Woman trapped in flooded bus tells her story of survival - 8 News NOW

Woman trapped in flooded bus tells her story of survival

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LAS VEGAS -- A woman trapped with five other people says they were facing death when their shuttle bus became stranded on U.S. 95 near Lee Canyon.

The incident happened last month, when monsoon rains shut down both parts of the freeway for hours, covering a section with flood waters and mud.

Several cars, including the bus, were trapped in three feet of mud, boulders and rushing water. One passenger told the story of how they all survived, only to 8 News NOW.

Pat Reichert was on a shuttle bus from Las Vegas to Indian Springs, after doing some grocery shopping, when she says they approached flood waters.

Instead of turning around, she says they drove into the water and became trapped and nearly died.

“Rocks are hitting us. We're going to go down. Oh my God! Please!" Reichert told the 911 dispatcher.

The small shuttle bus with six people inside was easily swept hundreds of feet in rushing flood waters down U.S. 95.

Reichert was the only passenger with cell phone service who could call 911.

"We're in trouble,” Reichert told the dispatcher.

“I know ma'am. We're on our way to help you out,” the dispatcher responded.

Panic spread inside the bus. Reichert said the rising waters got so high it was surging over the side of the bus. At one point, the passengers thought the bus would flip.

"If we drop any more, we're going to have problems," Reichert told the operator. Another passenger yelled that the bus was going over.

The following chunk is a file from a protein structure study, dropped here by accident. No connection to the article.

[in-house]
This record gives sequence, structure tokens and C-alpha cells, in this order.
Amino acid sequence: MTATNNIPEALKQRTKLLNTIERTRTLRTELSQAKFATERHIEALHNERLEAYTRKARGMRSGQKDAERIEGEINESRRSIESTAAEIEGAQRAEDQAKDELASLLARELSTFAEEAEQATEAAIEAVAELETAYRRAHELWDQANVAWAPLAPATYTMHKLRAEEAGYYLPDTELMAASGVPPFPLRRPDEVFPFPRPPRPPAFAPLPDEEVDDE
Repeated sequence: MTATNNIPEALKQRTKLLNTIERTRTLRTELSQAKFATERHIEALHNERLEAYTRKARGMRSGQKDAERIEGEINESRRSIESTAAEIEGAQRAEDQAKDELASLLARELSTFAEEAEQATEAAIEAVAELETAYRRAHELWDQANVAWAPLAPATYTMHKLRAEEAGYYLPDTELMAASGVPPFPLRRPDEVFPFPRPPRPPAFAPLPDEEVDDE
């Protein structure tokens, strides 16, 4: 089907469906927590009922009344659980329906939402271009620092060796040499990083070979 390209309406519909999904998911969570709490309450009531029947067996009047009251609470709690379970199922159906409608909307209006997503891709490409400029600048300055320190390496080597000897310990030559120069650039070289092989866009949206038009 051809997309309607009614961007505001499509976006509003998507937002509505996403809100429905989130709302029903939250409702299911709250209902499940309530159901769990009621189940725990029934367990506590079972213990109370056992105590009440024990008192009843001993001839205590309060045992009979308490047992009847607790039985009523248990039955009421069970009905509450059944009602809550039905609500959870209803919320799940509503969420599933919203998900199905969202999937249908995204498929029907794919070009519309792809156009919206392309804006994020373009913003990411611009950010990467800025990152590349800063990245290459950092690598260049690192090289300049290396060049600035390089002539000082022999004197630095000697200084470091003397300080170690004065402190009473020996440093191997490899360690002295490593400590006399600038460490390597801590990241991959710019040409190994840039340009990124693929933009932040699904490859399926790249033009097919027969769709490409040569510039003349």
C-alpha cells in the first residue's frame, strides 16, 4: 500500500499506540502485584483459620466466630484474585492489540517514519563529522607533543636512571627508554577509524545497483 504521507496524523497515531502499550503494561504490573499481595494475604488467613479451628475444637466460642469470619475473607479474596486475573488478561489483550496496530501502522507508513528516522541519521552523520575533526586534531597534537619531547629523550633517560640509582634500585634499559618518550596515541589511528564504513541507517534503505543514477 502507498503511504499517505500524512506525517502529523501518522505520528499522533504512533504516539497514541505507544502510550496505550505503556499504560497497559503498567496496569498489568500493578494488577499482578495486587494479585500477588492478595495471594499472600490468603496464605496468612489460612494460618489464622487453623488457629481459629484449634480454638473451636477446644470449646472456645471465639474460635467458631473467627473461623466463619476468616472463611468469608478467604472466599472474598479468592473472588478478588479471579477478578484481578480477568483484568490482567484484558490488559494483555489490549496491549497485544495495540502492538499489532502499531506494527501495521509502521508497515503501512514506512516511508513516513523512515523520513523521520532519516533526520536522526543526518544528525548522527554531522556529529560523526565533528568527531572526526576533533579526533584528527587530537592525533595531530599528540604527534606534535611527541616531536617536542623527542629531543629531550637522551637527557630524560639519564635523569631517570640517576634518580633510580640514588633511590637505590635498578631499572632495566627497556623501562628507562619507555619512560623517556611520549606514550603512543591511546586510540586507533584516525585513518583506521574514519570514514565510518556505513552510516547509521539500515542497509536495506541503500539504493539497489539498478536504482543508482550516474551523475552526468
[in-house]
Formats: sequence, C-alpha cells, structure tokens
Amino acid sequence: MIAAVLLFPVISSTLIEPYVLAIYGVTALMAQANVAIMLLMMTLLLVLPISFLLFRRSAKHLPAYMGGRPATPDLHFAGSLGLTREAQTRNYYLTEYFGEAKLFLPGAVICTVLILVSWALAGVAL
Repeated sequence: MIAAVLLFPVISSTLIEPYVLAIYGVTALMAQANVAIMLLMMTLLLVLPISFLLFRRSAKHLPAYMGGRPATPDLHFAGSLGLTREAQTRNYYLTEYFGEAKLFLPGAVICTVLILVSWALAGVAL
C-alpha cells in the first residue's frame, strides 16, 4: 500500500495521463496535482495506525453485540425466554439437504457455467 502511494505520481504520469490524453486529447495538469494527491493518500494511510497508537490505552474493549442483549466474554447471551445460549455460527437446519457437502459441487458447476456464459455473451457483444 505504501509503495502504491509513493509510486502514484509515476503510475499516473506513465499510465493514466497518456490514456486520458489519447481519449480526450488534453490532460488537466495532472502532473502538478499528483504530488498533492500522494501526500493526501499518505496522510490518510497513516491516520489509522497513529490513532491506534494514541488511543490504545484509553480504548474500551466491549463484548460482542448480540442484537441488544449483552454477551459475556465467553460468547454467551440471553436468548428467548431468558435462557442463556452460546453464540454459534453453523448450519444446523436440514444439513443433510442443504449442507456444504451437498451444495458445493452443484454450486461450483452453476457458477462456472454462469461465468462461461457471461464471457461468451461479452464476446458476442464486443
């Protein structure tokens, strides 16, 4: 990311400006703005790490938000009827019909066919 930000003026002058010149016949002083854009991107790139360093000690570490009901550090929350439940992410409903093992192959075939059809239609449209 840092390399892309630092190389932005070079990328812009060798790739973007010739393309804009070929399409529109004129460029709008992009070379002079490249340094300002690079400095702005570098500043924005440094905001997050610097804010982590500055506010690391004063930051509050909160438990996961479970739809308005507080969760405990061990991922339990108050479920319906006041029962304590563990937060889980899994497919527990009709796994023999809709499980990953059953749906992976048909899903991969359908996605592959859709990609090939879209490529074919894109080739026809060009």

“Okay, y'all need to brace yourselves in case you tip over," the operator told them.

“We're all bracing. We're all bracing,” Reichert said.

Meantime, the bus filled chest deep with muddy water. The Silver Rider bus transports people from Indian Springs to Las Vegas. That day, the passengers inside included a man with limited mobility, a man on oxygen and a 9-year-old child.

"The child was crying that she didn't want to die. And I was telling her she was being very brave," Reichert said.

Reichert said no one, not even the driver, knew where the emergency exits were.

Meantime, emergency crews were on their way. They had dispatched helicopters and Nevada Highway Patrol troopers. About 25 terrifying minutes after the first call to 911, the waters finally started going down.

"I don't know how we survived it. I mean, now I do, but at that point, I did not think we were going to survive it," Reichert said.

Pictures were taken just moments after the passengers were able to get out of the bus safely. For Reichert, the nightmare is still not over. She says every time she closes her eyes, she is still back there trapped on that bus, preparing to die.

Following the flooding, Reichert said Silver Rider offered to replace her groceries in exchange for signing a form, which stated, "There is no other compensation due to me in regards to this incident,"

She refused.

Despite those harrowing moments, no one was hurt. Also, no one was cited.

Reichert said she later called the company, encouraging managers to train drivers on where the emergency exits are.

"Her response to me was, ‘we don't want the passengers to know where the emergency exits are,'" Reichert said.

8 News NOW called Silver Rider for answers. All the company would say is it felt its driver did well that day, and did not knowingly drive into flooding. The spokesperson would not comment on whether the driver was still on the job.

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